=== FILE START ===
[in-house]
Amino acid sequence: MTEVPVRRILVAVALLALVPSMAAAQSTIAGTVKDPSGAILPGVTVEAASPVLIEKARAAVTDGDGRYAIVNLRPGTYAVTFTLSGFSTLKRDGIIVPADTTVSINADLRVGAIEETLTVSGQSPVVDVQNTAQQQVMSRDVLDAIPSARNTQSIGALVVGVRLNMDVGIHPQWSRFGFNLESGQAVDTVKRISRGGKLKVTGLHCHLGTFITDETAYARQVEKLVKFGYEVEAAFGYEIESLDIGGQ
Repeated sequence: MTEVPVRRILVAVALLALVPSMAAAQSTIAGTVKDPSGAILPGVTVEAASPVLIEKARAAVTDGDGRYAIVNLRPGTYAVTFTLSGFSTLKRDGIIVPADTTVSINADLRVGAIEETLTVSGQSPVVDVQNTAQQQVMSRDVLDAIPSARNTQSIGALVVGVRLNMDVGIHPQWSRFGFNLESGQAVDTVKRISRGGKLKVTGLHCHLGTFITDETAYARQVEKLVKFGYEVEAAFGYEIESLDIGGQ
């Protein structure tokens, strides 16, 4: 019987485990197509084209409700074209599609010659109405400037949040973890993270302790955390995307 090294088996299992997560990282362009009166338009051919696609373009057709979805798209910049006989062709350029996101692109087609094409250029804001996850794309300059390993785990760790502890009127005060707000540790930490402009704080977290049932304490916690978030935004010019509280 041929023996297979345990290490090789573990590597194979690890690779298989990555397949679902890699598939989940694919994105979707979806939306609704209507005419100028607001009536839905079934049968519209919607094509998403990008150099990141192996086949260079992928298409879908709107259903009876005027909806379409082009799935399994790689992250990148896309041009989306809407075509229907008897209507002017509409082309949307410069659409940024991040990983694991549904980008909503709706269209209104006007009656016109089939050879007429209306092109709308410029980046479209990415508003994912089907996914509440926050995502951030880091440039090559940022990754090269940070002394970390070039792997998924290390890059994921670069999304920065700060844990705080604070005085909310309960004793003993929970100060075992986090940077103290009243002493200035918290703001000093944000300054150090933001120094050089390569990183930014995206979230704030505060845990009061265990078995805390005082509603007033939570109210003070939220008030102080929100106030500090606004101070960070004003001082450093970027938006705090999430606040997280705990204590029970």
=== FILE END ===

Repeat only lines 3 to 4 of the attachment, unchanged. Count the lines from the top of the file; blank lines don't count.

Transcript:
Repeated sequence: MTEVPVRRILVAVALLALVPSMAAAQSTIAGTVKDPSGAILPGVTVEAASPVLIEKARAAVTDGDGRYAIVNLRPGTYAVTFTLSGFSTLKRDGIIVPADTTVSINADLRVGAIEETLTVSGQSPVVDVQNTAQQQVMSRDVLDAIPSARNTQSIGALVVGVRLNMDVGIHPQWSRFGFNLESGQAVDTVKRISRGGKLKVTGLHCHLGTFITDETAYARQVEKLVKFGYEVEAAFGYEIESLDIGGQ
């Protein structure tokens, strides 16, 4: 019987485990197509084209409700074209599609010659109405400037949040973890993270302790955390995307 090294088996299992997560990282362009009166338009051919696609373009057709979805798209910049006989062709350029996101692109087609094409250029804001996850794309300059390993785990760790502890009127005060707000540790930490402009704080977290049932304490916690978030935004010019509280 041929023996297979345990290490090789573990590597194979690890690779298989990555397949679902890699598939989940694919994105979707979806939306609704209507005419100028607001009536839905079934049968519209919607094509998403990008150099990141192996086949260079992928298409879908709107259903009876005027909806379409082009799935399994790689992250990148896309041009989306809407075509229907008897209507002017509409082309949307410069659409940024991040990983694991549904980008909503709706269209209104006007009656016109089939050879007429209306092109709308410029980046479209990415508003994912089907996914509440926050995502951030880091440039090559940022990754090269940070002394970390070039792997998924290390890059994921670069999304920065700060844990705080604070005085909310309960004793003993929970100060075992986090940077103290009243002493200035918290703001000093944000300054150090933001120094050089390569990183930014995206979230704030505060845990009061265990078995805390005082509603007033939570109210003070939220008030102080929100106030500090606004101070960070004003001082450093970027938006705090999430606040997280705990204590029970």